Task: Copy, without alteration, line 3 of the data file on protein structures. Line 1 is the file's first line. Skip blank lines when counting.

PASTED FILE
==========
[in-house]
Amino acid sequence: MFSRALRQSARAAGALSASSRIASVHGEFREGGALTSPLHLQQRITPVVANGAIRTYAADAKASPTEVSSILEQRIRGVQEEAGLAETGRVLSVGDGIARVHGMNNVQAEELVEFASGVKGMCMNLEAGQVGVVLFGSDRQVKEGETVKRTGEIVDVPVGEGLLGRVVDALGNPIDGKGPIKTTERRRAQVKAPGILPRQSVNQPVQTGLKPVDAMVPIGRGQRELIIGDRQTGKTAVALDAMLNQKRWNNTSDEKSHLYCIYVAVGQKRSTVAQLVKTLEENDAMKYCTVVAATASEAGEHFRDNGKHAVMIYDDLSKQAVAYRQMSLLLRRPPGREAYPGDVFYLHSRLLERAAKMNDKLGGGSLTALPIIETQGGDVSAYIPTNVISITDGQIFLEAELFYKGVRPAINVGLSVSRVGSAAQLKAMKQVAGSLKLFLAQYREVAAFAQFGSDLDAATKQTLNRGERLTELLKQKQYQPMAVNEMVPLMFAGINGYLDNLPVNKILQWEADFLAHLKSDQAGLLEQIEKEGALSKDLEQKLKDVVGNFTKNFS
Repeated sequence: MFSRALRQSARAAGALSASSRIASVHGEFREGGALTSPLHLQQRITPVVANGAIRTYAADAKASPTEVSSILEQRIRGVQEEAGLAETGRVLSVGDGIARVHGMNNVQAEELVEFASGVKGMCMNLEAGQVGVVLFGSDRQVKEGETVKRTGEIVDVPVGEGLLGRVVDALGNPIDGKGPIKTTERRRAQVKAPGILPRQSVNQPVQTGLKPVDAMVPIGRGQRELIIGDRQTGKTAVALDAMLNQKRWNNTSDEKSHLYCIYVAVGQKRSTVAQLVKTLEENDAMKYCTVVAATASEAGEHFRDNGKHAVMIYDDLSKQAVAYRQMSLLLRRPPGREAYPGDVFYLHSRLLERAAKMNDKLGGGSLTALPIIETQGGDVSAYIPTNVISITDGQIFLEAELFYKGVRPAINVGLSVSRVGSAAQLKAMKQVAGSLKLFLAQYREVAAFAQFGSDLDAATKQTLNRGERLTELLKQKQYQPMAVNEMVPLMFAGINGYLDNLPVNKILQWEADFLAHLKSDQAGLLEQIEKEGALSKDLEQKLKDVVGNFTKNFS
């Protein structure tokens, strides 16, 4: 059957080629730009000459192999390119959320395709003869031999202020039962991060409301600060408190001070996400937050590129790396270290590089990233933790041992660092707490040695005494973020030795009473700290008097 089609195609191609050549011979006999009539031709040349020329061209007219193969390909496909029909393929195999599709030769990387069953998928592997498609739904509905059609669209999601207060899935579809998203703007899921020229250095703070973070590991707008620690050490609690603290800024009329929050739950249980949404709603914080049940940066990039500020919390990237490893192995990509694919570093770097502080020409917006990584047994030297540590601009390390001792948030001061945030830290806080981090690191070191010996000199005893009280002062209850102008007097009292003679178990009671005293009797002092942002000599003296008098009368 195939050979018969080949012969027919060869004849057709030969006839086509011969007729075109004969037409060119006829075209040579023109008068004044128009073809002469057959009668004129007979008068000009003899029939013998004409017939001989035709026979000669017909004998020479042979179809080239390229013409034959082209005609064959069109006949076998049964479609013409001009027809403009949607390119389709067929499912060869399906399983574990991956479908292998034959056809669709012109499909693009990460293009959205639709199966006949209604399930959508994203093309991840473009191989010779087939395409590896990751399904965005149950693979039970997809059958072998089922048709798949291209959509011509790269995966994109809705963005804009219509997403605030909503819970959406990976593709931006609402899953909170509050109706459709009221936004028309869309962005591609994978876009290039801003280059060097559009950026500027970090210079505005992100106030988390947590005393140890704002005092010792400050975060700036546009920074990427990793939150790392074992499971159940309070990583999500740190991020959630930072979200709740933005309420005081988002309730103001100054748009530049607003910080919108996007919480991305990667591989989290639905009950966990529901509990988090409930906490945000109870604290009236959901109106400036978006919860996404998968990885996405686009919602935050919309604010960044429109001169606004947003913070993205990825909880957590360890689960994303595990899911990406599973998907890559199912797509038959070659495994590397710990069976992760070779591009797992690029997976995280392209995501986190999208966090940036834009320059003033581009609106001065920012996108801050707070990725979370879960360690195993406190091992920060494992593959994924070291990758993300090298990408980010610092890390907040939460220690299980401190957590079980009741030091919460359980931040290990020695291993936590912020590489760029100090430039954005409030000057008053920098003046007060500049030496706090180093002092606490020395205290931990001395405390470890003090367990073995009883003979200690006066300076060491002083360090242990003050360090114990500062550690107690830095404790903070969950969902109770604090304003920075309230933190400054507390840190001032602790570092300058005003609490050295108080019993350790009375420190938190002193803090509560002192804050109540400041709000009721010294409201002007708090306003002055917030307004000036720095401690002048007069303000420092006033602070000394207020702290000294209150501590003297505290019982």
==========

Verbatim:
Repeated sequence: MFSRALRQSARAAGALSASSRIASVHGEFREGGALTSPLHLQQRITPVVANGAIRTYAADAKASPTEVSSILEQRIRGVQEEAGLAETGRVLSVGDGIARVHGMNNVQAEELVEFASGVKGMCMNLEAGQVGVVLFGSDRQVKEGETVKRTGEIVDVPVGEGLLGRVVDALGNPIDGKGPIKTTERRRAQVKAPGILPRQSVNQPVQTGLKPVDAMVPIGRGQRELIIGDRQTGKTAVALDAMLNQKRWNNTSDEKSHLYCIYVAVGQKRSTVAQLVKTLEENDAMKYCTVVAATASEAGEHFRDNGKHAVMIYDDLSKQAVAYRQMSLLLRRPPGREAYPGDVFYLHSRLLERAAKMNDKLGGGSLTALPIIETQGGDVSAYIPTNVISITDGQIFLEAELFYKGVRPAINVGLSVSRVGSAAQLKAMKQVAGSLKLFLAQYREVAAFAQFGSDLDAATKQTLNRGERLTELLKQKQYQPMAVNEMVPLMFAGINGYLDNLPVNKILQWEADFLAHLKSDQAGLLEQIEKEGALSKDLEQKLKDVVGNFTKNFS